ONITSHA, Nigeria (Reuters) - Police in Nigeria have arrested a doctor and 32 pregnant teenage girls who authorities believe belonged to a human-trafficking ring in which babies were sold for adoption or for rituals.
Hyacinth Orikara, a doctor at the Heda clinic in Aba in the southeastern state of Abia, was arrested along with the girls during a raid last weekend which followed a tip-off that infants were being “farmed” and sold, police said on Thursday.
“He was arrested along with 32 pregnant teenage girls found in his clinic,” Abia police spokesman Geoffery Ogbonna said.
Orikara told police the clinic was an adoption agency meant to help teenagers with unwanted pregnancies and that the babies were usually handed over to the social welfare office. But police said he could not mention any specific office.
The girls, aged between 15 and 17, told police they were offered between 25,000 and 30,000 naira ($160-190) for their babies, depending on the sex. Some said they were directed to the clinic by friends who had been there before.
Police said the 33 suspects would either be charged on Friday or handed over to the National Agency for the Prohibition of Trafficking in Persons (NAPTIP) for further investigations.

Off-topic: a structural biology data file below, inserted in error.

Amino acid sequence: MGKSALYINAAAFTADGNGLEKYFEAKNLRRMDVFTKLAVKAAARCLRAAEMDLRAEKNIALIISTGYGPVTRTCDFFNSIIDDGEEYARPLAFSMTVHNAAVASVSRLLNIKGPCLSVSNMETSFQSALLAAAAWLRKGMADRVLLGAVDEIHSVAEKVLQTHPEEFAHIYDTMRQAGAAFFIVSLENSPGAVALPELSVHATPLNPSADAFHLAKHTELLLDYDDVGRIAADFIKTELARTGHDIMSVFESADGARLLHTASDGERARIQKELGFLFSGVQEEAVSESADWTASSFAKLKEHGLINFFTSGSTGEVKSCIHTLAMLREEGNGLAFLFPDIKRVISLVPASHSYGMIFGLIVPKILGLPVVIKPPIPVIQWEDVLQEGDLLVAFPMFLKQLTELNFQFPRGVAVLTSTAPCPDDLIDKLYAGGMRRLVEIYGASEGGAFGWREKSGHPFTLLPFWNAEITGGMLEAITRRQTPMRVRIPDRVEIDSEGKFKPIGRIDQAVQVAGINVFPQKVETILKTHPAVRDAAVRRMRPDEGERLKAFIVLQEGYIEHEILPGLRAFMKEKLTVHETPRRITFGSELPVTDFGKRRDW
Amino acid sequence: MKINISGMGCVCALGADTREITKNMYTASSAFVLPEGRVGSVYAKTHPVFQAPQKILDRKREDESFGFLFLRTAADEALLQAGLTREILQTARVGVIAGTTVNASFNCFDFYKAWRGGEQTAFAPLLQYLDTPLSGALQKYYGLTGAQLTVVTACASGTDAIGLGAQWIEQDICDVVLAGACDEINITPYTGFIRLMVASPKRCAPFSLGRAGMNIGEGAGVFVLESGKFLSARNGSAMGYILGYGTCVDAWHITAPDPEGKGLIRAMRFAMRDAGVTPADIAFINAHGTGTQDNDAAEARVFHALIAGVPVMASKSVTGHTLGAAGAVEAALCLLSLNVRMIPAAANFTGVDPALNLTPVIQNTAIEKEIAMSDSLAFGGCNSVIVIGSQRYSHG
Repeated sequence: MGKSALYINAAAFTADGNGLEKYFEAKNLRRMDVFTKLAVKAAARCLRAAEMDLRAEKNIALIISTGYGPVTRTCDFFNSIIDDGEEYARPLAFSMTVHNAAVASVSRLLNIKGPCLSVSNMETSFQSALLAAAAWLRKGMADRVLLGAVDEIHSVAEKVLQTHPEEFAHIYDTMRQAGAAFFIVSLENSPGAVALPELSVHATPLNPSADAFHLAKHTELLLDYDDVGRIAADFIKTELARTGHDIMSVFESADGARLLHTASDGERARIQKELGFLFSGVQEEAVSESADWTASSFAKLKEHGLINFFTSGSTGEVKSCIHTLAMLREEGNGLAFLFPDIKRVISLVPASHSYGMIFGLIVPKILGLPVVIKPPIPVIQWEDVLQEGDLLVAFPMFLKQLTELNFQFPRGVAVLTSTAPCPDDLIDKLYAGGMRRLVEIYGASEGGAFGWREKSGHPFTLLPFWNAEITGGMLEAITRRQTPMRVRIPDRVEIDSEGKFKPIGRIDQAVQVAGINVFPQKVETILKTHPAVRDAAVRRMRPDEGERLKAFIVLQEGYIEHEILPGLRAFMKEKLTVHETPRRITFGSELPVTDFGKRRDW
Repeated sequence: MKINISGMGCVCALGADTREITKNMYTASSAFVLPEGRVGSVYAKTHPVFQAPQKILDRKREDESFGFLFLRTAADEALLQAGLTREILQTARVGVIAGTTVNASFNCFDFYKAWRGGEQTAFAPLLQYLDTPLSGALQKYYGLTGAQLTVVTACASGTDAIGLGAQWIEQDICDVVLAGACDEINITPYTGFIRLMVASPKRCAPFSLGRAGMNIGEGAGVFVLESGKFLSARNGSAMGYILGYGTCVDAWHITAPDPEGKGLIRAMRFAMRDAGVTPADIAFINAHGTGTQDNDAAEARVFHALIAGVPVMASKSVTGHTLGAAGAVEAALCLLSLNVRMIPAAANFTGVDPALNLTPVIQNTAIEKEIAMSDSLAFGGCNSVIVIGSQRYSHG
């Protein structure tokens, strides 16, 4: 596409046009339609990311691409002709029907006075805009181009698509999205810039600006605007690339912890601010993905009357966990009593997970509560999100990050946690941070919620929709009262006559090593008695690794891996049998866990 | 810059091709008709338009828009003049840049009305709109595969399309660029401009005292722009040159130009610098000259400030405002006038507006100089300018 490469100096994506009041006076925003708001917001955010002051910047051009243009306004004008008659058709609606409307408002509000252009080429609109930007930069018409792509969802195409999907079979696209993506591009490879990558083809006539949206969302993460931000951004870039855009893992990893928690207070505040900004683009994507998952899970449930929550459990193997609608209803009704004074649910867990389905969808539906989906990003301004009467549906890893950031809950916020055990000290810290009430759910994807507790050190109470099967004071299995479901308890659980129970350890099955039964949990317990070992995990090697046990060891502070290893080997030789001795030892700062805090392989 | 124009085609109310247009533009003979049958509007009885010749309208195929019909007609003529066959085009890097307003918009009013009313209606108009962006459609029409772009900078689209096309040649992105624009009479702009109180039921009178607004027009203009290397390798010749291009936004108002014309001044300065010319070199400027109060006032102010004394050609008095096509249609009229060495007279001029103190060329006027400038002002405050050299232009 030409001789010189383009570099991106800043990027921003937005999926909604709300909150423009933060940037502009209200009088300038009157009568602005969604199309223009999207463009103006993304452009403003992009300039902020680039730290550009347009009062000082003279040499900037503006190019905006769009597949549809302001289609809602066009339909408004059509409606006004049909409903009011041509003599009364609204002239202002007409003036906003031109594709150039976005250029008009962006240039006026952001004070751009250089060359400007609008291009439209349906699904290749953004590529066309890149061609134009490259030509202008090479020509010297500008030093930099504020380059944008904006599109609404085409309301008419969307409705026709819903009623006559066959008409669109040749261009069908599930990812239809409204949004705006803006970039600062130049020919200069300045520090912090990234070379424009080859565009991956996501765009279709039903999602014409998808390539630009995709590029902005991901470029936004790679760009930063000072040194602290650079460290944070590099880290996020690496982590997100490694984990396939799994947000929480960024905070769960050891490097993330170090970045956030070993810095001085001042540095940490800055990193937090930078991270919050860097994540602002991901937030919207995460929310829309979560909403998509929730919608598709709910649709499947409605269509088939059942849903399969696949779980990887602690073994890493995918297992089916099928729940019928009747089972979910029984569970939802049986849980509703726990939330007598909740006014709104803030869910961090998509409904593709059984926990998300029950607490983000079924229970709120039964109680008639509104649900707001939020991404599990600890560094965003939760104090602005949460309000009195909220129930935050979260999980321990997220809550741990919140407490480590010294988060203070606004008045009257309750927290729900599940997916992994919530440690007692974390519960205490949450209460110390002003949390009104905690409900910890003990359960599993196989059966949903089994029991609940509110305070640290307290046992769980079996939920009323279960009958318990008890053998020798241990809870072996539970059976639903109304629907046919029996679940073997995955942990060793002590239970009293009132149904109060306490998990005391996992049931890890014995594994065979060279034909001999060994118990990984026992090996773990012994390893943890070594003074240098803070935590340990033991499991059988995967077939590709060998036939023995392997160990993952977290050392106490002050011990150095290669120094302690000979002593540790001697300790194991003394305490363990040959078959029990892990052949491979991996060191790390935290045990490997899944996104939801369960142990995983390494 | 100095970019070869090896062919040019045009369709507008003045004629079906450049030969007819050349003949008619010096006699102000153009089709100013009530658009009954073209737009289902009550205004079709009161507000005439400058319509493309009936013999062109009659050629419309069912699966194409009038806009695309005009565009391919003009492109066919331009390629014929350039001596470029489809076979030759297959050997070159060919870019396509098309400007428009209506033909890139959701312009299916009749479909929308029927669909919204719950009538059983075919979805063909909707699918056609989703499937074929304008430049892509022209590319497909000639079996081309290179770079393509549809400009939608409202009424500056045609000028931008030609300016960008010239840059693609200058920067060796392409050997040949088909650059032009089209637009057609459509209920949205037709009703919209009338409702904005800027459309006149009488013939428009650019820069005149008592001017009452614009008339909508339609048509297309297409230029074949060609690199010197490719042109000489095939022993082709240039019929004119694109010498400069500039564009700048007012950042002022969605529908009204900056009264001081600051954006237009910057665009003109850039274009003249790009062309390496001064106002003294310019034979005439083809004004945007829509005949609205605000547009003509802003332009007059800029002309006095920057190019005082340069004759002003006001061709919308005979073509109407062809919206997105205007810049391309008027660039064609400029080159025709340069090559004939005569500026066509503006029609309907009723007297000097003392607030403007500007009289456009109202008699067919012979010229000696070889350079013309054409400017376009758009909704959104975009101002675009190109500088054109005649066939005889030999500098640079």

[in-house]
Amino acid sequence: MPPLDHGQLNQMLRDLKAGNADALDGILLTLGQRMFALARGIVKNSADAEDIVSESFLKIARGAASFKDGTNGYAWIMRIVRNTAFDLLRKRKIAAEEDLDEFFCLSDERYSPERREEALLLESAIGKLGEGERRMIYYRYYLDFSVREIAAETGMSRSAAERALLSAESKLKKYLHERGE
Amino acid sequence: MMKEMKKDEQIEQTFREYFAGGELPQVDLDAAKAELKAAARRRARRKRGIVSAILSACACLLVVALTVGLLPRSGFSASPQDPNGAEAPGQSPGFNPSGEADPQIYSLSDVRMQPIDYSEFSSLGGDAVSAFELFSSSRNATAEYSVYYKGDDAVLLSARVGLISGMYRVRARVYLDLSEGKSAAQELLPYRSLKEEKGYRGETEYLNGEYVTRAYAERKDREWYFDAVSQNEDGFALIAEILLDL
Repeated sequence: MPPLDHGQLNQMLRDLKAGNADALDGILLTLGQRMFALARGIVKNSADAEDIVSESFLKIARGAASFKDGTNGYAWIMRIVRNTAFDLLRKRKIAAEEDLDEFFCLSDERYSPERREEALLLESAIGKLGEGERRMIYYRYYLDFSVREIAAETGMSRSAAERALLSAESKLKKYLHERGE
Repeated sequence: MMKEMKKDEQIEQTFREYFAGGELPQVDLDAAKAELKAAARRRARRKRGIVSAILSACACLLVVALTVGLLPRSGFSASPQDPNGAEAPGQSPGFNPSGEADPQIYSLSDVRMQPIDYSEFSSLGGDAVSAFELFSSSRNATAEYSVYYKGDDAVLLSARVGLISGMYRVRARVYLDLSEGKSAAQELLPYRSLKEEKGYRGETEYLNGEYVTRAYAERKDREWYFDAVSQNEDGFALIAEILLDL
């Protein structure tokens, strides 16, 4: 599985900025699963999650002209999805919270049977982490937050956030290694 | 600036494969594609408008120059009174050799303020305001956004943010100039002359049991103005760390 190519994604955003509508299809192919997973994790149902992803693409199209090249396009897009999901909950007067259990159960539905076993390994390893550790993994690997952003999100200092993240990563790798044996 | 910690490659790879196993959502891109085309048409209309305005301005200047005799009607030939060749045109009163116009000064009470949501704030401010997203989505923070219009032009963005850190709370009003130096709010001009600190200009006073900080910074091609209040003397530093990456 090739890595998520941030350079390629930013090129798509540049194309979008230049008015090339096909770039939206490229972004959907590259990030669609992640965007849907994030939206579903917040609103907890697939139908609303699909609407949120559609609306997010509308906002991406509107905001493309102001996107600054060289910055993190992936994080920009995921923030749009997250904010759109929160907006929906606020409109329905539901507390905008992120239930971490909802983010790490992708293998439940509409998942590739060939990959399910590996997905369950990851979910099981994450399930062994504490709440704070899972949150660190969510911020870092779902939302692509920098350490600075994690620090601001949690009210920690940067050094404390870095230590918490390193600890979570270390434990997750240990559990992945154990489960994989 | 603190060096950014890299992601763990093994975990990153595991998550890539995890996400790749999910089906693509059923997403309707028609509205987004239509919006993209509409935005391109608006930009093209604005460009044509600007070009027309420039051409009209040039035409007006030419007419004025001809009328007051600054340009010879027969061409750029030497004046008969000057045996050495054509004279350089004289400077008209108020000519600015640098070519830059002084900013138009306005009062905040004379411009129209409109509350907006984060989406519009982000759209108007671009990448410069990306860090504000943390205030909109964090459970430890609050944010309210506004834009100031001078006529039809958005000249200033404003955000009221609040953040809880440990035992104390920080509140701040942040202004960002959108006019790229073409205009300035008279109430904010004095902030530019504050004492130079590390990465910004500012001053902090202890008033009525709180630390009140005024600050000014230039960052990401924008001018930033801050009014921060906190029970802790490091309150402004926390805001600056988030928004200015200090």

Officials say infants are sometimes sold for as much as 340,000 naira to people desperate for babies. Many in Africa’s most populous country see childlessness as a curse.
Authorities also suspect some people buy babies to use their body parts in rituals by witch doctors who they believe can make them instant millionaires. Others have been trafficked to Europe -- especially the United Kingdom -- where they are used in welfare fraud schemes, rights groups say.
Despite being the world’s eighth-biggest crude oil exporter, most people in Nigeria live on less than $2 a day. Apart from illegal adoption agencies, Nigeria also faces the problem of domestic and international trafficking in women and children.
The police in 2008 broke a major baby trafficking ring and arrested a doctor who was believed to have been buying infants from pregnant girls and selling them at a profit for more than two decades.
Writing by Tume Ahemba; editing by Nick Tattersall and Elizabeth Fullerton